After you arrive at the venue on the day of the public inquiry the Traffic Commissioner’s clerk will come and speak to you and take your details.

In the court room, when the hearing starts the Traffic Commissioner will introduce the hearing and make any preliminary remarks.

Your solicitor will have the opportunity to address the Traffic Commissioner. After that DVSA (formerly called VOSA) will present their evidence if they are involved in your case. Your solicitor will cross examine DVSA and probe their evidence, this is often a very crucial part of the case. The Traffic Commissioner will then ask questions of DVSA.

In certain cases there may be other witnesses giving evidence against you. These could be police officers, staff from other government agencies and sometimes other operators, drivers or transport managers. In cases involving environmental issues, members of the public may be involved.

Once the evidence against you has been heard, it is then your opportunity as the operator (or applicant if a new application is involved) to present your case.

Once all the evidence has been presented to the Traffic Commissioner, your solicitor (or you if you are not represented) will make a closing statement. This will normally involve a summary of the evidence that has been heard, legal argument and an explanation of your case. This is the moment to persuade the Traffic Commissioner, the closing submission is very important.

 

What kind of evidence is involved ?

The most obvious type of evidence is oral testimony from witnesses. You don’t usually take an oath at a public inquiry but everyone is under a duty to tell the truth and failing to do so is a criminal offence. Every public inquiry is tape recorded.

As well as witness evidence, there is likely to be a lot of evidence in written form. A few weeks before your public inquiry the Traffic Commissioner’s office will forward you a set of papers called the Traffic Commissioner’s brief. The brief is effectively a copy of the file that the Traffic Commissioner has on your case. Briefs can sometimes be large, sometimes running to several hundred pages.

The Traffic Commissioner’s brief will include items such as DVSA / VOSA reports, records on you and copies of evidence collected during the course of an investigation.

 

What evidence should I put forward?

This is where you need to plan carefully and get good advice.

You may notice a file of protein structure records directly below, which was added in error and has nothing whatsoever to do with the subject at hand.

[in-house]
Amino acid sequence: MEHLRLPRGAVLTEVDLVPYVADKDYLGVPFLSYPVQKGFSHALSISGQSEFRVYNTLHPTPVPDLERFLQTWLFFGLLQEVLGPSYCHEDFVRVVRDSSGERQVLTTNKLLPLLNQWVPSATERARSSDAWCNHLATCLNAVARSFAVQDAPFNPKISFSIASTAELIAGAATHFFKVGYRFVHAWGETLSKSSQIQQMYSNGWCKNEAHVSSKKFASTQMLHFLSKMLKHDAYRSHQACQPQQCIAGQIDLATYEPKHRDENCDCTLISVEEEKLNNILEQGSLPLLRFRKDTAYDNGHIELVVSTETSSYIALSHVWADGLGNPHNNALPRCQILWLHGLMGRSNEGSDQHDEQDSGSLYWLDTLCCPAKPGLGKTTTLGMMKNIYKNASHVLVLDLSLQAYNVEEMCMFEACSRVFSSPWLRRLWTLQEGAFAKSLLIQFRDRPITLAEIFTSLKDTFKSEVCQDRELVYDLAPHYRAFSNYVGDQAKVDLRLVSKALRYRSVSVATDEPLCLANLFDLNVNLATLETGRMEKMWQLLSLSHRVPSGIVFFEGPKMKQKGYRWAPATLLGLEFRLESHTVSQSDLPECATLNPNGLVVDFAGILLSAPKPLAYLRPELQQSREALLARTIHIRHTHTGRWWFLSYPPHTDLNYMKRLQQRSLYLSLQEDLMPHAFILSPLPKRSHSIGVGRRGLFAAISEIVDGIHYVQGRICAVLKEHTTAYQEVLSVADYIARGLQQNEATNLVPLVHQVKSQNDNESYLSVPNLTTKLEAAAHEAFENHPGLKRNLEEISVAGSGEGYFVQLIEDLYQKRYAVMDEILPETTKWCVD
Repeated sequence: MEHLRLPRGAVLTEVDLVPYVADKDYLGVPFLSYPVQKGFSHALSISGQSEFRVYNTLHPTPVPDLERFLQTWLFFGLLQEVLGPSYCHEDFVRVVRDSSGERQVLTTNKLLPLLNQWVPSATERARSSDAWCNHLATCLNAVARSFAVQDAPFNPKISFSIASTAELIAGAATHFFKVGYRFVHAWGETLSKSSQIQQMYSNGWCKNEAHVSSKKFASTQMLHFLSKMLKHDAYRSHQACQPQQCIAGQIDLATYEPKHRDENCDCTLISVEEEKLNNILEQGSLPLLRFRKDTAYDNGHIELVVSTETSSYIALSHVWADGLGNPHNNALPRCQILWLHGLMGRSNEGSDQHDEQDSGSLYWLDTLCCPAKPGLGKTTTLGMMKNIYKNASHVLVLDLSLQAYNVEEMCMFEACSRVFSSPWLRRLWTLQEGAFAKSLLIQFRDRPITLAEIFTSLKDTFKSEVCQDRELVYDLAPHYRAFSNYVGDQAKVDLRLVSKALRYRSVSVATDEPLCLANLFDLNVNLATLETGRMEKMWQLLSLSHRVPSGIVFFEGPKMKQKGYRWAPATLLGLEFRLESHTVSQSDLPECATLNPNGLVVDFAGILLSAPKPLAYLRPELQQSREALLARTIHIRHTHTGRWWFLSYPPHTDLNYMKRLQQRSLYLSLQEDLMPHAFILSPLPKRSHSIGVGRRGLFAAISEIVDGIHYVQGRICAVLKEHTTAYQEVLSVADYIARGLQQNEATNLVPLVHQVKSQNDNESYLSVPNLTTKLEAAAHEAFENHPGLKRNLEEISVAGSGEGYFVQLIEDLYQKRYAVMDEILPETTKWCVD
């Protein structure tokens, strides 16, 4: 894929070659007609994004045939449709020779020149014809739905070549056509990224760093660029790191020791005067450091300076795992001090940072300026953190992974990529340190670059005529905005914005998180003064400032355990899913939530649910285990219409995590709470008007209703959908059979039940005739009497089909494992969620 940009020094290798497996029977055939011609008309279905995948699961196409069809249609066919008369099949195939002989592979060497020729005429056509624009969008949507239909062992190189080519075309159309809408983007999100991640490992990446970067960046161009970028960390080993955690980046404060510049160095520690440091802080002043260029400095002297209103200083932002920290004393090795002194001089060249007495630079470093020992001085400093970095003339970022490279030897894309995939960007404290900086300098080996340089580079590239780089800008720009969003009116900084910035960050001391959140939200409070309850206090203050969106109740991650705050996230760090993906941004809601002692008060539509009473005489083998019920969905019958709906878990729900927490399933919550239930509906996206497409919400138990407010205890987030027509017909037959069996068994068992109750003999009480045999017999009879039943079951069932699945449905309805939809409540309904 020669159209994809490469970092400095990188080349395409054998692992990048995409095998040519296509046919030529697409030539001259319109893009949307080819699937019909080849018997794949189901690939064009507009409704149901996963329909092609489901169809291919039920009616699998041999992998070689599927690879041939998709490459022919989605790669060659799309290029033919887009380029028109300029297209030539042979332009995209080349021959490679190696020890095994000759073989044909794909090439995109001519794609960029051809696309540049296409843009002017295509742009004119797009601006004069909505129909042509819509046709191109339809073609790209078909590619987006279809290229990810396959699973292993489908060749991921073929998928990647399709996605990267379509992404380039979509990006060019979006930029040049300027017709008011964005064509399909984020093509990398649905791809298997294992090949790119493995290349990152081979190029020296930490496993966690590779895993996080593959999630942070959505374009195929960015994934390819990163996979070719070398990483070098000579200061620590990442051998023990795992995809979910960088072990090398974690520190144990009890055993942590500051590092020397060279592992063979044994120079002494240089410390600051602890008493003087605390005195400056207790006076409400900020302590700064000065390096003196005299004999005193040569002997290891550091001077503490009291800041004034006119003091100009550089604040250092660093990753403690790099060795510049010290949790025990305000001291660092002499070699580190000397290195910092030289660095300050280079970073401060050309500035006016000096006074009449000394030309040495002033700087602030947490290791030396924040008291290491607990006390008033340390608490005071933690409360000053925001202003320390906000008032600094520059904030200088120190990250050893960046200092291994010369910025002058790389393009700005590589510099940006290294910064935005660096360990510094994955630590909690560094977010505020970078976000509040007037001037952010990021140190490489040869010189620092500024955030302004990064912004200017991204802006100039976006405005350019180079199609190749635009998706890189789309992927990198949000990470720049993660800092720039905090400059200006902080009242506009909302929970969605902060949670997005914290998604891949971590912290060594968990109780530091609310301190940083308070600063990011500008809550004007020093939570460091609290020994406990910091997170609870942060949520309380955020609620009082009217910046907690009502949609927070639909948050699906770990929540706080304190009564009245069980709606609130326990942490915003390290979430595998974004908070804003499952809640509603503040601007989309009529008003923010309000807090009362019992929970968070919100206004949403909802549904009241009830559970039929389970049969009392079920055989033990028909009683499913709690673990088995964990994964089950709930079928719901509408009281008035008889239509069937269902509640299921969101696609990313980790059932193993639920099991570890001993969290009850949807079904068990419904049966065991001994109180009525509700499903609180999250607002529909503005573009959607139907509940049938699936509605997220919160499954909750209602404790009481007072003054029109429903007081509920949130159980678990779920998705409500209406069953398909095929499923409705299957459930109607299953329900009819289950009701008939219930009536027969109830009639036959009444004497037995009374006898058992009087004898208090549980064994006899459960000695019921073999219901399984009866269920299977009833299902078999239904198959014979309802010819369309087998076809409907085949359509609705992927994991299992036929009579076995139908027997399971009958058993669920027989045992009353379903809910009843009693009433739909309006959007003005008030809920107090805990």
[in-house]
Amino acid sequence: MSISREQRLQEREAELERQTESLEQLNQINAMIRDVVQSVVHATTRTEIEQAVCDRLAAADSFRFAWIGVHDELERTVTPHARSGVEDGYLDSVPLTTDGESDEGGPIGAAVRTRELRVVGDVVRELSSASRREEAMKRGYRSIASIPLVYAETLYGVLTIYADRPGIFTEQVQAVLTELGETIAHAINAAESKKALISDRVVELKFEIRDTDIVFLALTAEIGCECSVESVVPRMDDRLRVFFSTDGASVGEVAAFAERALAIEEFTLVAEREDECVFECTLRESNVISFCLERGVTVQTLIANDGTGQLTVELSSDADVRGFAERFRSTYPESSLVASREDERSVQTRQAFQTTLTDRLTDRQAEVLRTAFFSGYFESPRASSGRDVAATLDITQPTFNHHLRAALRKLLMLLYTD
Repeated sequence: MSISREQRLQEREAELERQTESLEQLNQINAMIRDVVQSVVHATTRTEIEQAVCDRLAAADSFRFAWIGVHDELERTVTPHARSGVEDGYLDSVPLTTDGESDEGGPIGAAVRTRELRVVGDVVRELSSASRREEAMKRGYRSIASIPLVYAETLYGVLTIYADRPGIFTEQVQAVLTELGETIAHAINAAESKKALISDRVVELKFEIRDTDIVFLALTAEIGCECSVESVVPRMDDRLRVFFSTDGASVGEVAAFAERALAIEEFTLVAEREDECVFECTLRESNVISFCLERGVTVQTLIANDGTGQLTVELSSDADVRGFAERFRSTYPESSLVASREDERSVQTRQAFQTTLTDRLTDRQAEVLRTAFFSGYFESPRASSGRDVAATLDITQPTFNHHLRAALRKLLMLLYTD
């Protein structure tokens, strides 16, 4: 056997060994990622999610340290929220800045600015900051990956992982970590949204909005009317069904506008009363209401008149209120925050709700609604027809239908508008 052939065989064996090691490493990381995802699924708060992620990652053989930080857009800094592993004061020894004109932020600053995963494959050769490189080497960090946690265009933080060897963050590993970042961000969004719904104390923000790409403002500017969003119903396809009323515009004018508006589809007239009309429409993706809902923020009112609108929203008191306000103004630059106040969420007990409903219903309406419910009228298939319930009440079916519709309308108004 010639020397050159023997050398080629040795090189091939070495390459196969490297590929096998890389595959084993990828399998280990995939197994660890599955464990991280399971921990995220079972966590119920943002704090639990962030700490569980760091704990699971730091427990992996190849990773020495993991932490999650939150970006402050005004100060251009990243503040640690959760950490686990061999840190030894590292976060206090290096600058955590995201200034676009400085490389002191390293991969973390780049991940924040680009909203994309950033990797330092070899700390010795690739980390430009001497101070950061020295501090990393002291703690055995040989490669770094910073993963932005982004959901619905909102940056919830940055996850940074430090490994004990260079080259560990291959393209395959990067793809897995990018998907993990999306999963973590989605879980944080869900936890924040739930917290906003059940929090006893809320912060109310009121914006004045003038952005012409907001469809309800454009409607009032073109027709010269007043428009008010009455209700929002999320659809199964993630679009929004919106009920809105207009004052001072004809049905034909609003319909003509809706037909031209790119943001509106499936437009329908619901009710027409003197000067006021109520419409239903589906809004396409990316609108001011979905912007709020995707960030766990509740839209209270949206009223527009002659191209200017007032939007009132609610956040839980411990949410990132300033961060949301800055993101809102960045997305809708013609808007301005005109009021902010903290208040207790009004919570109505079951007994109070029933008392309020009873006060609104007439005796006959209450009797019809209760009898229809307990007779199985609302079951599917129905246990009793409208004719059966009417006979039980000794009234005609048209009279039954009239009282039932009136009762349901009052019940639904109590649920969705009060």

There are many examples of the type of evidence that could be relevant to your case. Whether evidence is relevant is one thing, what evidence will help you succeed in your case is a separate question and one where specialist advice is necessary.

Pieces of evidence are only the basic building blocks of your case. Whether and how evidence is put is a matter to approach very carefully. Sometimes there are reasons for not putting forward evidence that appears helpful to you and sometimes, conversely, there are good reasons to put forward evidence that on the face of it doesn’t look helpful to your case. There are sometimes strategic considerations.

Some of the different types of evidence that could be included in your case are:

Witnesses in person

Witness statements

Vehicle records and certificates

Maintenance records

Tachographs and driver records

Hand books

Written instructions to drivers

Websites

Computer records

CVs

Training certificates

Photographs

Business plan

Expert reports

Membership certificates

Letters and references

Computer records

Bank statements

Employment records

Financial records / tax returns

Planning permission

Government guidelines

... and many much more.

Do I need a solicitor ?

The letter calling you to the public inquiry stronlgy recommends that you take legal advice and consider representation.

The simple fact is that a public inquiry is a very serious legal hearing. The effect of decisions made at a public inquiry are potentially far more serious than rulings of other courts and tribunals and could see you being put out of business.

The cost of getting good representation at a public inquiry will represent only a small fraction of your turnover and the downside of getting this wrong is potentially devastating.

 

A Few Words About Our Service

My firm specialised in transport law and I deal with a large number of public inquiries each year in all parts of the UK.

I have been involved in transport law since the late 1990s and it is what I specialise in. Directly dealing with public inquiries is about 80% of my work and I regularly appear at public inquiries in all parts of England, Wales and Scotland. I therefore have a significant breadth of experience and expertise to help with your public inquiry. My clients enjoy a high level of success.

Whoever represents you at your public inquiry, you must be confident that you can work with them and that they understand fully how to run your case successfully.

 

If you’re facing a public inquiry and don’t know what to do, please call us now for a free, no obligation telephone discussion and let us explain how we can help you.  You can call us on 0800 1777 522, contact us by email or use our free enquiry form.